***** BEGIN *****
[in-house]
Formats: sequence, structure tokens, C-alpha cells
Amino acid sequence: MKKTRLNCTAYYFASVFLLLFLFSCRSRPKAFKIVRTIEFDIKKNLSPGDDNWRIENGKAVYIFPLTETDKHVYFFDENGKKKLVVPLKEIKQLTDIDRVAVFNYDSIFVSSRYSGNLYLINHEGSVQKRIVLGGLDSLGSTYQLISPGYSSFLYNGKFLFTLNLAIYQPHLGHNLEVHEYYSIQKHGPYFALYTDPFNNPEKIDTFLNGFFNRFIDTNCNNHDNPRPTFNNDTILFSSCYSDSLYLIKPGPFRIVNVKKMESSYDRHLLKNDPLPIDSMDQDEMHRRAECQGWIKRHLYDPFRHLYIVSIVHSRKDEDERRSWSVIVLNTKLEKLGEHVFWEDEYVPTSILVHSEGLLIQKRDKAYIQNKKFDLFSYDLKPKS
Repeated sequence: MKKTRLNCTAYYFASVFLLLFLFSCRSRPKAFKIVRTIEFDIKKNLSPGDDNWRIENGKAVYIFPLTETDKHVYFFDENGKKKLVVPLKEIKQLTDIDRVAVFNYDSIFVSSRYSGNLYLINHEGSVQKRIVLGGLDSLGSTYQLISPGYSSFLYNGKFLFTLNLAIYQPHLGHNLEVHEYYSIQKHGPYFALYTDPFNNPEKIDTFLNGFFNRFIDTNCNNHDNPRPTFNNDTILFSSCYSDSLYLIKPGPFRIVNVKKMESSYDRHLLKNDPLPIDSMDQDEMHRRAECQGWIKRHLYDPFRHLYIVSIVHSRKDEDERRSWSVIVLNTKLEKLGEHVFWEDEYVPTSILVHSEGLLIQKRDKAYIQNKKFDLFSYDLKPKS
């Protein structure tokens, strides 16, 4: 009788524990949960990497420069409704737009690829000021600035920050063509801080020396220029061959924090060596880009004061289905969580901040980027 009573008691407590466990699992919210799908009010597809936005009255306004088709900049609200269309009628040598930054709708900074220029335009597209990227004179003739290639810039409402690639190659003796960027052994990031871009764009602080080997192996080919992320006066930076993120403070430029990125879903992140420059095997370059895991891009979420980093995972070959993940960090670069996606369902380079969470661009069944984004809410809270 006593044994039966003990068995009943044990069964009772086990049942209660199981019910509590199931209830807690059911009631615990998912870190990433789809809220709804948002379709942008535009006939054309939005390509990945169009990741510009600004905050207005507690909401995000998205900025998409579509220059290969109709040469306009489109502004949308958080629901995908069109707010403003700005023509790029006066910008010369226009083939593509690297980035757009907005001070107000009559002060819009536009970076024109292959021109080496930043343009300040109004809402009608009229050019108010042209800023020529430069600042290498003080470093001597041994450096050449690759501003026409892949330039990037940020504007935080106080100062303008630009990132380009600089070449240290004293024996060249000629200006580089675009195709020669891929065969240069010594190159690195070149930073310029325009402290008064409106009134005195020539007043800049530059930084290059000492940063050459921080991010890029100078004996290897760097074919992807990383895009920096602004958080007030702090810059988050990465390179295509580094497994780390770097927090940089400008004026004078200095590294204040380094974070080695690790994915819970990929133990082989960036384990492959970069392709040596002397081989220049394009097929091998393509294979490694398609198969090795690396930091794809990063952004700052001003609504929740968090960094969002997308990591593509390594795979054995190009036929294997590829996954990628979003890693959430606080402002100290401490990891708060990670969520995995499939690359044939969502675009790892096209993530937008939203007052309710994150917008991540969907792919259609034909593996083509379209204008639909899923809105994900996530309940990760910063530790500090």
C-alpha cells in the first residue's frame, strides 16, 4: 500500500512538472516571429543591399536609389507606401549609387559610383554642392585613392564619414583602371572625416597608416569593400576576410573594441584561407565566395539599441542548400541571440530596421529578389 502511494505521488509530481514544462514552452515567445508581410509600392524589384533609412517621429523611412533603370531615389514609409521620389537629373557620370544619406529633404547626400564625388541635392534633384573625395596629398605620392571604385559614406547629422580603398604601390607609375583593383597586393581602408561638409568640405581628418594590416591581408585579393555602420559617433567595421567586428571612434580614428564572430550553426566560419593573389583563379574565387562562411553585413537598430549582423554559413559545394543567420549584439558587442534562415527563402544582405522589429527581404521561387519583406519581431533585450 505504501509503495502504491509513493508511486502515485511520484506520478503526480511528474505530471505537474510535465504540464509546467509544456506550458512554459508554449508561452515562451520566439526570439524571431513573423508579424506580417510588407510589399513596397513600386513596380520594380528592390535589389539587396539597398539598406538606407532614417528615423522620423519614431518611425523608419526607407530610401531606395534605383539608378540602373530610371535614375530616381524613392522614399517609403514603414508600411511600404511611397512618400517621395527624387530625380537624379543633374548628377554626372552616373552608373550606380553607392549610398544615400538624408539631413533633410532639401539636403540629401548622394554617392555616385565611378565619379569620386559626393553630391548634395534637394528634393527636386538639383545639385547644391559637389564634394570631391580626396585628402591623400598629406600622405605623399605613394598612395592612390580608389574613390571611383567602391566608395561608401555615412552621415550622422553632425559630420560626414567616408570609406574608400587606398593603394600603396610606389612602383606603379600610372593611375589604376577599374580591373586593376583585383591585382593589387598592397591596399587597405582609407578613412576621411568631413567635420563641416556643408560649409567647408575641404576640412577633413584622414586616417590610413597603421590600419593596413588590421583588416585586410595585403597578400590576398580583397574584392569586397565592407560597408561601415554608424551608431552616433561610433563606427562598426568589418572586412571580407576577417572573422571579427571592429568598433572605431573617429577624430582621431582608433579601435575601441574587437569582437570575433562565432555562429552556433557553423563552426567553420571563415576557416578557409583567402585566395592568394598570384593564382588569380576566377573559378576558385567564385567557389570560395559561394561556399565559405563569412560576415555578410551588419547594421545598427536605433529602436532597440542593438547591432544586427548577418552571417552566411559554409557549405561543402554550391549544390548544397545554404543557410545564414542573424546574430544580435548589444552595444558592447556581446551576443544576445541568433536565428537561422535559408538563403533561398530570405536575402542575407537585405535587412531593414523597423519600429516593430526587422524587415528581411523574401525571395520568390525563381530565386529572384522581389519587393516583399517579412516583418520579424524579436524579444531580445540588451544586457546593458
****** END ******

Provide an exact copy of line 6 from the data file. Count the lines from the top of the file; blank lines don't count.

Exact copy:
C-alpha cells in the first residue's frame, strides 16, 4: 500500500512538472516571429543591399536609389507606401549609387559610383554642392585613392564619414583602371572625416597608416569593400576576410573594441584561407565566395539599441542548400541571440530596421529578389 502511494505521488509530481514544462514552452515567445508581410509600392524589384533609412517621429523611412533603370531615389514609409521620389537629373557620370544619406529633404547626400564625388541635392534633384573625395596629398605620392571604385559614406547629422580603398604601390607609375583593383597586393581602408561638409568640405581628418594590416591581408585579393555602420559617433567595421567586428571612434580614428564572430550553426566560419593573389583563379574565387562562411553585413537598430549582423554559413559545394543567420549584439558587442534562415527563402544582405522589429527581404521561387519583406519581431533585450 505504501509503495502504491509513493508511486502515485511520484506520478503526480511528474505530471505537474510535465504540464509546467509544456506550458512554459508554449508561452515562451520566439526570439524571431513573423508579424506580417510588407510589399513596397513600386513596380520594380528592390535589389539587396539597398539598406538606407532614417528615423522620423519614431518611425523608419526607407530610401531606395534605383539608378540602373530610371535614375530616381524613392522614399517609403514603414508600411511600404511611397512618400517621395527624387530625380537624379543633374548628377554626372552616373552608373550606380553607392549610398544615400538624408539631413533633410532639401539636403540629401548622394554617392555616385565611378565619379569620386559626393553630391548634395534637394528634393527636386538639383545639385547644391559637389564634394570631391580626396585628402591623400598629406600622405605623399605613394598612395592612390580608389574613390571611383567602391566608395561608401555615412552621415550622422553632425559630420560626414567616408570609406574608400587606398593603394600603396610606389612602383606603379600610372593611375589604376577599374580591373586593376583585383591585382593589387598592397591596399587597405582609407578613412576621411568631413567635420563641416556643408560649409567647408575641404576640412577633413584622414586616417590610413597603421590600419593596413588590421583588416585586410595585403597578400590576398580583397574584392569586397565592407560597408561601415554608424551608431552616433561610433563606427562598426568589418572586412571580407576577417572573422571579427571592429568598433572605431573617429577624430582621431582608433579601435575601441574587437569582437570575433562565432555562429552556433557553423563552426567553420571563415576557416578557409583567402585566395592568394598570384593564382588569380576566377573559378576558385567564385567557389570560395559561394561556399565559405563569412560576415555578410551588419547594421545598427536605433529602436532597440542593438547591432544586427548577418552571417552566411559554409557549405561543402554550391549544390548544397545554404543557410545564414542573424546574430544580435548589444552595444558592447556581446551576443544576445541568433536565428537561422535559408538563403533561398530570405536575402542575407537585405535587412531593414523597423519600429516593430526587422524587415528581411523574401525571395520568390525563381530565386529572384522581389519587393516583399517579412516583418520579424524579436524579444531580445540588451544586457546593458